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As election looms, Afghanistan's history offers lessons – and hope

As foreign troops draw down and a new president takes office, the sort of dealmaking among Afghans that could promote stability might actually grow easier. A triumphant Taliban march on Kabul – or even their old stronghold of Kandahar – is unlikely.

By , Staff writer

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    Afghan police guard the front of an Independent Election Commission building in Kabul after a gun battle between security forces and insurgents March 25.
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On Feb. 15, 1989, the last Soviet tank rolled over the Amu River, which marks the frontier between Afghanistan and what is now Uzbekistan.

A decade-long slog to impose a Soviet vision on Afghanistan was over. The Afghan state immediately collapsed, starting a civil war that ended in the Taliban's seizure of Kabul in 1996 and the murder of the man Moscow left in charge.

Correct? Not entirely.

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That version of events is a common misconception. Understanding why Afghanistan collapsed 25 years ago contains lessons, and even a little hope, about what comes next as Afghans elect a new president April 5 and the United States and NATO edge toward the withdrawal of troops by the end of the year.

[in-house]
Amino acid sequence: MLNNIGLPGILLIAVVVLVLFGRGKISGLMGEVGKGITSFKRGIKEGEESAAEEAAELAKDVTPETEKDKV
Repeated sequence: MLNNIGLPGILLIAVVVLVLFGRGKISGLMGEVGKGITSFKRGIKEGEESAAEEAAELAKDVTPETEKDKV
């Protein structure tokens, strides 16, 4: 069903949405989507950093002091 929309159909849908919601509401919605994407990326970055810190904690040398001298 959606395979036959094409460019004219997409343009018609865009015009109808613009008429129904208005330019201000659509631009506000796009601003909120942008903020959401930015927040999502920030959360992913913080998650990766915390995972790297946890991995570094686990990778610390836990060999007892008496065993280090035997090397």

While the sporadic violence currently roiling the country is likely to continue, a triumphant Taliban march on the capital city of Kabul – or even their old stronghold of Kandahar – is unlikely. In fact, the kind of dealmaking among Afghans that could promote stability might grow easier – particularly with the foreign troop presence, a major recruiting tool for the Taliban, either gone or reduced to a fraction of its heights.

Afghanistan, 1989

When Soviet leader Mikhail Gorbachev ordered the withdrawal of troops from the mountainous region he called the Soviet Union's "bleeding wound," the Afghan regime he left behind did not immediately self-destruct.

Then-Afghan leader Mohammad Najibullah was well funded and armed by his Soviet backers. He had little trouble keeping the Pakistan and US-backed mujahideen – a patchwork of ethnically based militias and Islamist groups that fought the Soviets – in the countryside and on the country's political fringes.

A spring offensive by the mujahideen in the eastern city of Jalalabad in 1989 was handily defeated by Mr. Najibullah's troops and caused splintering in the insurgency's ranks, with some commanders cutting peace deals with the central government in the wake of defeat.